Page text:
‘Uncivilized and Idiotic’ Tourist Arrested After Carving Name Into Ancient Ruins From Pompeii

By: Julia Mehalko | Published: Jun 27, 2024

A tourist was arrested and detained by officials after he carved his name into an ancient wall of the city of Pompeii.

This tourist has been ordered to pay a fine that will go to the restoration of this wall that now has a carving of his name. Unfortunately, this is simply the latest incident of tourists behaving badly while looking at the ancient city of Pompeii and its ruins.

Carving on an Ancient Wall

According to officials, this tourist from Kazakh was arrested while he was at the Archaeological Park of Pompeii this weekend.

A tourist carving of a name on an ancient Pompeii wall.

Source: Italy’s Ministry of Culture

The security at the park were the first to realize that something was amiss when they noticed him actually carving his name Ali on an old wall in the ruins. They quickly then reported him to the local police, who arrested and detained him.


The Noteworthy House of the Ceii

This man carved his name on a wall that was a part of the House of the Ceii, a noteworthy structure within the ruins of Pompeii.

An exterior shot of the House of the Ceii of Pompeii.

Source: Mentnafunangann/Wikimedia Commons

This ancient villa is one of the most popular and best-known structures in the ancient city, as it is well preserved.

Pompeii’s Preservation

While the eruption of Mount Vesuvius in 79 CE actually allowed many areas of the ancient city to be well preserved, thanks to the eruption’s ash, the House of the Ceii remains one of the best-kept ruins from Pompeii.

The lost city of Pompeii ruins seen with Mount Vesuvius behind it.

Source: D Jonez/Unsplash

Many visitors from around the world flock to this very old villa, which is believed to have been the home of the magistrate Lucius Ceius Secundus.

Ruining Ancient Sites

The notable history of the House of the Ceii further makes this tourist’s decision to carve his name on the villa’s ancient walls that much more upsetting to many in the region — and to many around the world.

An old wall seen in the House of the Ceii in Pompeii.

Source: Mentnafunangann/Wikimedia Commons

According to Kazakhstan’s Ministry of Foreign Affairs, this tourist was later released. He will now have to pay for the park’s damages, though he will not face any criminal charges for his act.

An “Idiotic Disgrace”

Gennaro Sangiuliano, Italy’s Minister of Culture, has released a statement commenting on this man’s decision to carve his own name into a wall that is more than 2,000 years old.

A house in ruins seen in the ancient city of Pompeii.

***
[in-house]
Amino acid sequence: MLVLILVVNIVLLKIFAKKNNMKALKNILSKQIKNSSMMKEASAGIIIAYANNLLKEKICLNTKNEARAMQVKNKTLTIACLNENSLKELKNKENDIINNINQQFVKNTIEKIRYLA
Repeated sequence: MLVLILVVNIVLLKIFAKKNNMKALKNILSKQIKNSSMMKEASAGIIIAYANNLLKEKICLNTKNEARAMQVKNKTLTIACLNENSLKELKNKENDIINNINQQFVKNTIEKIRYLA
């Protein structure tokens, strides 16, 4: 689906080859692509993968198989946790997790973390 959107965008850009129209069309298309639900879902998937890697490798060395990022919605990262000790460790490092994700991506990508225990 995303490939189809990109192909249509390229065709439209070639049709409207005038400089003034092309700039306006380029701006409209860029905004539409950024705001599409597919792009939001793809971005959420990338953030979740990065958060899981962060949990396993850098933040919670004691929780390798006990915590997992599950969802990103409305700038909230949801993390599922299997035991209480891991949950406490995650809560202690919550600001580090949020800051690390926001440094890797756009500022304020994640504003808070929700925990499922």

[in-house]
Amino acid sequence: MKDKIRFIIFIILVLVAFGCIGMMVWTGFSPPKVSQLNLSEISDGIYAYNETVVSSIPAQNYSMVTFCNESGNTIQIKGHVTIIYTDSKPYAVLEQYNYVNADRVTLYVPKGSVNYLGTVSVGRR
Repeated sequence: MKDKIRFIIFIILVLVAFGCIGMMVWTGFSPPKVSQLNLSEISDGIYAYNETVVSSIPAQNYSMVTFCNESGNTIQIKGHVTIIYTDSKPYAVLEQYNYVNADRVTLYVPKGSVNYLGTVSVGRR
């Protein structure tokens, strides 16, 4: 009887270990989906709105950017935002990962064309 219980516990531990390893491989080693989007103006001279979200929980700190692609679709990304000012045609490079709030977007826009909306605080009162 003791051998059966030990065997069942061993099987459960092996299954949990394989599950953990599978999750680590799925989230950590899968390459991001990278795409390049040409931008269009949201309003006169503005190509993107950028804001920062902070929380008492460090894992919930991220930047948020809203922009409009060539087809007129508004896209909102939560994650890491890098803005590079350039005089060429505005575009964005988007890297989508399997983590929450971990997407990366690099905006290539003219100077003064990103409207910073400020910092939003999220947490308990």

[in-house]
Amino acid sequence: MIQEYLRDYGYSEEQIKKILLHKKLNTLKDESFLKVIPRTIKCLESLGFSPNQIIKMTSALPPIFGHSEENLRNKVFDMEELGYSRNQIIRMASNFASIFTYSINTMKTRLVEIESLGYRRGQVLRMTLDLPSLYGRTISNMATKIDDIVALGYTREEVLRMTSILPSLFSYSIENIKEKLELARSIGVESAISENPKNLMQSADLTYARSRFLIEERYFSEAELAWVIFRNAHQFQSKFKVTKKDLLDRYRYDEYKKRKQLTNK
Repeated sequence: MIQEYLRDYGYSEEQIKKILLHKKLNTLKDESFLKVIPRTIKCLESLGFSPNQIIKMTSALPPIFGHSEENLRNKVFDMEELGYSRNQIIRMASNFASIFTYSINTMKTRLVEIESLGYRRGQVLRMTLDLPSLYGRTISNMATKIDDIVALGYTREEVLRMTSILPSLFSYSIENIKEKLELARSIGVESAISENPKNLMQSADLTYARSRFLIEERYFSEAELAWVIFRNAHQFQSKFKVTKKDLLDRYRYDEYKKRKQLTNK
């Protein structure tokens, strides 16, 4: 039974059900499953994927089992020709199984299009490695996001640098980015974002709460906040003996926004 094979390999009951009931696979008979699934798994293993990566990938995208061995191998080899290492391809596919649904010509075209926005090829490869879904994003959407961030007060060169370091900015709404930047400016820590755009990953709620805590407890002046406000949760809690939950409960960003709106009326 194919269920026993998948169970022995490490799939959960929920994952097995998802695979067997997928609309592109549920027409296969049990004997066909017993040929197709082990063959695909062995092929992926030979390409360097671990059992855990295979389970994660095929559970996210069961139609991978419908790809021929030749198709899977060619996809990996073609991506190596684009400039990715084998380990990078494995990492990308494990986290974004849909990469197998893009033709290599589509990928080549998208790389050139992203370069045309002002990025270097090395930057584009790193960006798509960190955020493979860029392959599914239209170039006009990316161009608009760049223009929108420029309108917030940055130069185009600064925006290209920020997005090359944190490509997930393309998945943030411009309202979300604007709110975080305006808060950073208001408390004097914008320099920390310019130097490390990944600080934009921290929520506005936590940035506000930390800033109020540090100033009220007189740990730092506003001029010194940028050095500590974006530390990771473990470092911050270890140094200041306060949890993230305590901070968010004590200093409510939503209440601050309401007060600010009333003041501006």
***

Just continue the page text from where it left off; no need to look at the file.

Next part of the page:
Source: Yaopey Yong/Unsplash

Sangiuliano said, “Unfortunately, even today, we find ourselves commenting on an uncivilized and idiotic disgrace caused to our artistic and cultural heritage.”


Paying for Damaged Property

Saniuliano also explained that he will ensure this act is prosecuted, stating, “This is a very serious act that will have to be prosecuted severely and, also thanks to the new law that I strongly supported, the perpetrator will be forced to repay the costs of fully restoring the damage caused.”

An ancient mural seen on a wall of the city of Pompeii.

Source: Nick Fewings/Unsplash

Finally, the Minister of Culture thanked the security workers at the park for discovering what this tourist was up to and for notifying the local police.


Other Badly Behaved Tourists in Pompeii

Unfortunately, this is just the latest incident of a tourist going out of their way to behave poorly while looking at the ancient structures and ruins of Pompeii.

People walking around the ancient ruins of Pompeii’s streets.

Source: Christopher Ott/Unsplash

Less than a month ago, a tourist from the Netherlands allegedly vandalized a wall in Herculaneum. This ruin has also been preserved in ash after Mount Vesuvius’ eruption.


Carvings in Italy

Elsewhere in Italy, officials have tried to crack down and stop other tourists from destroying the ancient walls that are strewn around many parts of the country.

Pompeii ruins with Mount Vesuvius seen through an open doorway.

Source: Jonne Mäkikyrö/Unsplash

Last year, a tourist from the United Kingdom angered many after a camera caught him carving “Ivan + Hayley ‘23” into the Colosseum walls in Rome. This man eventually apologized for this — and even claimed he had no idea how old the Colosseum was until after he did this.


A Teenager’s Carving

Just weeks after this UK tourist was discovered making this carving, a teenage girl visiting Rome from Switzerland made headlines when she was also caught carving her name.

Many people in front of the Roman Colosseum in the daytime.

Source: Andrii Zhuk/Unsplash

This carving occurred on the wall of the Colosseum as well. An investigation was opened after an Italian guide filmed her engraving on this very old wall.


Raising Fine Amounts

Italy has struggled to combat these crimes. To further protect their ruins and monuments from being further vandalized, Italy’s parliament has agreed to raise the maximum fine amount for those who commit these offenses.

An aerial view of many tourists walking around Italy’s Arch of Constantine.

Source: Casey Lovegrove/Unsplash

Now, the maximum fine has been raised from $16,000 to $43,000.


Stopping Other Forms of Vandalisms

Italy — and many other countries around the world — have tried to stop poorly behaved tourists from making these decisions to deface ancient ruins. However, Italy has also hoped to deter climate activists from further targeting old artworks and monuments.

An aerial view of many tourists walking around Italy’s Temple of Venus and Roma.

Source: Casey Lovegrove/Unsplash

By raising this maximum fine, the country’s parliament is hoping this will further deter climate protestors from attempting to ruin or harm cultural art and statues.